Up to and during WWII, Jacques Maritain protested the policies of the Vichy government while teaching at the Pontifical Institute for Medieval Studies in Canada. "Moving to New York, Maritain became deeply involved in rescue activities, seeking to bring persecuted and threatened academics, many of them Jews, to America. He was instrumental in founding the École Libre des Hautes Études, a kind of university in exile that was, at the same time, the center of Gaullist resistance in the United States". (1) After the war, he tried unsuccessfully to have the Pope speak on the issue of anti-semitism and the evils of the Holocaust.
Many of his American papers are held by the University of Notre Dame, which established The Jacques Maritain Center in 1957. The Cercle d'Etudes Jacques & Raïssa Maritain is an association founded by the philosopher himself in 1962 in Kolbsheim (near Strasbourg, France), where the couple is also buried. The purpose of these centers is to encourage study and research of Maritain’s thought and expand upon them. It is also absorbed in translating and editing his writings.
Maritain's philosophy is based on the view that metaphysics is prior to epistemology. Being is first apprehended implicitly in sense experience, and is known in two ways. First, being is known reflexively by abstraction from sense experience. One experiences a particular being, e.g. a cup, a dog, etc. and through reflexion ("bending back") on the judgement, e.g. "this is a dog", one recognizes that the object in question is an existent. Second, in light of attaining being reflexively through apprehension of sense experience one may arrive at what Maritain calls "an Intuition of Being". For Maritian this is point of departure for metaphysics, without the intuition of being one cannot be a metaphysician at all. The intuition of being involves rising to the apprehension of ens secundum quod est ens (being insofar as it is a being). In Existence and the Existent he explains:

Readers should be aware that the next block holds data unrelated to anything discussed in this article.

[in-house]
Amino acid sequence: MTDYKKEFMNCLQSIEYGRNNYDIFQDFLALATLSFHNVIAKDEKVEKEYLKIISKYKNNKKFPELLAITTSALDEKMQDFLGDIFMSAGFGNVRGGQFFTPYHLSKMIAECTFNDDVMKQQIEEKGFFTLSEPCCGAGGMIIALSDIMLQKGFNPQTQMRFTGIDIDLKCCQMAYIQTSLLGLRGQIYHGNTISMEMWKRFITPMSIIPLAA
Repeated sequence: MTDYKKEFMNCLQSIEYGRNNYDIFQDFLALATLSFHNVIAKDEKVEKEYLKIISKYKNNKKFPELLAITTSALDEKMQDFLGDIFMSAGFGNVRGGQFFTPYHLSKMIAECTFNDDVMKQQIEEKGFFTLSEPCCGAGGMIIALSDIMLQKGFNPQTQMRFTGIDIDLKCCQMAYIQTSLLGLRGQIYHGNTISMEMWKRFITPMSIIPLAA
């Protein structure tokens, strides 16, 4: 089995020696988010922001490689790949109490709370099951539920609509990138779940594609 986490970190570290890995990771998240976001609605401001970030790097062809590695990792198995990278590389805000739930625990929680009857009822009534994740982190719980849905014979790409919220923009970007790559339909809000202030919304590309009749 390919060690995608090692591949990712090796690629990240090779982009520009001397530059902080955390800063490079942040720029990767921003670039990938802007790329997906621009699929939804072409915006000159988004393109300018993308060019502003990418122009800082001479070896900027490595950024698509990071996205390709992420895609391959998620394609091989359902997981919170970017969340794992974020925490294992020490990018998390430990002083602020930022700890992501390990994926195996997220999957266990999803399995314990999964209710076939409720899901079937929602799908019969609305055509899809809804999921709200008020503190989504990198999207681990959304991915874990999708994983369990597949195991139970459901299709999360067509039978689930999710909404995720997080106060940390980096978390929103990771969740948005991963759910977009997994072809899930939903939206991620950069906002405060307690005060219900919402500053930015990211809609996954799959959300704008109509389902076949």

"It is being, attained or perceived at the summit of an abstractive intellection, of an eidetic or intensive visualization which owes its purity and power of illumination only to the fact that the intellect, one day, was stirred to its depths and trans-illuminated by the impact of the act of existing apprehended in things, and because it was quickened to the point of receiving this act, or hearkening to it, within itself, in the intelligible and super-intelligible integrity of the tone particular to it." (p. 20)